The Washington Post

The Bryce Harper Bobblehead Batting Practice Show

(Alex Brandon / AP) (Alex Brandon / AP)

Baseball Sunday mornings are generally lazy affairs. A handful of pitchers play toss in the outfield or the bullpen. They wheel the batting cage out, but only a few hitters bother to use it. Players and coaches attend chapel. The stadium stays quiet and fans file in after brunch or church.

Today was different. The Nationals handed out Bryce Harper bobbleheads to the first 15,000 fans. Lines formed outside the center field gate at 10:15 a.m. As chance would have it, Harper took full batting practice on the field for the first time since he went on the disabled list in early June, the latest test for his bursitis-addled knee. The session started at 11:30 a.m., right around the time gates open and fans clutching their new bobbleheads began filtering in.

The confluence of bobbleheads and batting practice created an impromptu amphitheater at Nationals Park. Harper cut loose with his swing, launching balls to left, into the opposing dugout bullpen and the red seats in early rounds of batting practice. Fans cheered when he blasted pitches into the upper deck to right field. Both Manager Davey Johnson and General Manager Mike Rizzo watched from behind the cage.

Between one round, as Kurt Suzuki and Chad Tracy took their turn, Harper chatted with hitting coach Rick Eckstein. He flexed both knees, nodded his head and stepped back in. He had the same ferocious swing, using his left leg to transfer weight from back to front. He wore baseball pants and a T-shirt that read, “Run Til They Tag You” with his image superimposed.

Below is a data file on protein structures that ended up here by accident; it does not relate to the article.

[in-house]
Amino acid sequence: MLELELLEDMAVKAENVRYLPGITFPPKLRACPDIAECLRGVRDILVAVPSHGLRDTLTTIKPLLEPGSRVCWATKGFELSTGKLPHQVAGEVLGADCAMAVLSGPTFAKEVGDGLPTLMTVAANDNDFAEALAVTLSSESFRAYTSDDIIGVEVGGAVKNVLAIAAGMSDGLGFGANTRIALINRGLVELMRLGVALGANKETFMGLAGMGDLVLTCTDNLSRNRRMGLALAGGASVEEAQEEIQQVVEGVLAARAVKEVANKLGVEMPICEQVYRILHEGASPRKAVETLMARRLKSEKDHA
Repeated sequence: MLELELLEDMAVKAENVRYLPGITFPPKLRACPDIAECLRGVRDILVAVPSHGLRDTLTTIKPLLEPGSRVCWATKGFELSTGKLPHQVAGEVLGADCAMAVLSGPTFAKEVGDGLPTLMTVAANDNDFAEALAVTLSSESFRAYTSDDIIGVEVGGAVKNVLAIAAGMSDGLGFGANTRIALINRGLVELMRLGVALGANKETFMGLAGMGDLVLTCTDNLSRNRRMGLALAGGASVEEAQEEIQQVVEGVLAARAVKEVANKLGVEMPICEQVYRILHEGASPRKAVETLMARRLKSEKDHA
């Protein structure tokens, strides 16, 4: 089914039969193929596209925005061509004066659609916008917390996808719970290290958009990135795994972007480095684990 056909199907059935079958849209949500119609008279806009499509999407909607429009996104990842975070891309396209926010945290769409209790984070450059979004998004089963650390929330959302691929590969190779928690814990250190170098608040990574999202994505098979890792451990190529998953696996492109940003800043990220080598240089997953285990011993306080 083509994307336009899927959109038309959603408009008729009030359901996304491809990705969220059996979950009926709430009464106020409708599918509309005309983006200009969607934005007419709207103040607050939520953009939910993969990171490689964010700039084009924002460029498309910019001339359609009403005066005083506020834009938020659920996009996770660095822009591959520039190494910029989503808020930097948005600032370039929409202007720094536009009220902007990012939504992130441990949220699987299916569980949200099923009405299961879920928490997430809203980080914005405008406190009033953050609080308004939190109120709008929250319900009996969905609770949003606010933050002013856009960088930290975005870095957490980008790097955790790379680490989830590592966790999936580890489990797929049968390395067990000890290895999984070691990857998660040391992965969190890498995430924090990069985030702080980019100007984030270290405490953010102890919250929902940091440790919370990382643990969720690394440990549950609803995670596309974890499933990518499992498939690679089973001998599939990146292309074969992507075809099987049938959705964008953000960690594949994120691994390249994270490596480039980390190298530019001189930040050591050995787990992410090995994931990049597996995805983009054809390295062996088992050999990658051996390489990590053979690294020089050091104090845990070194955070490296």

When Harper finished, he tossed his black bat on the grass toward the home dugout. As he walked to the mound to help pick up stray baseballs, the impromptu crowd of 10,000 or so roared.

“I had to give them what they came to see,” Suzuki said, deadpan, as he walked into the dugout.

Harper has not been able to condition much with his legs, but he has kept his upper body in shape with exercises that include a hand bike. As he walked off the field, he passed a pair of grounds groundskeepers. “He’s getting bigger and bigger,” one of them said. “He’s getting jacked, man,” the other replied.

Harper will likely begin his rehab assignment next week. Johnson said Harper will work out at Nationals Park on Monday and Tuesday, with an eye on possibly heading to Class A Potomac on Wednesday. For today, he put on an impressive, unique batting practice show. When Harper retreated to the clubhouse, he tweeted his appreciation for a cool, random moment. He wrote, “Well that felt unreal! #BP #Lovethefans”

Adam Kilgore covers national sports for the Washington Post. Previously he served as the Post's Washington Nationals beat writer from 2010 to 2014.



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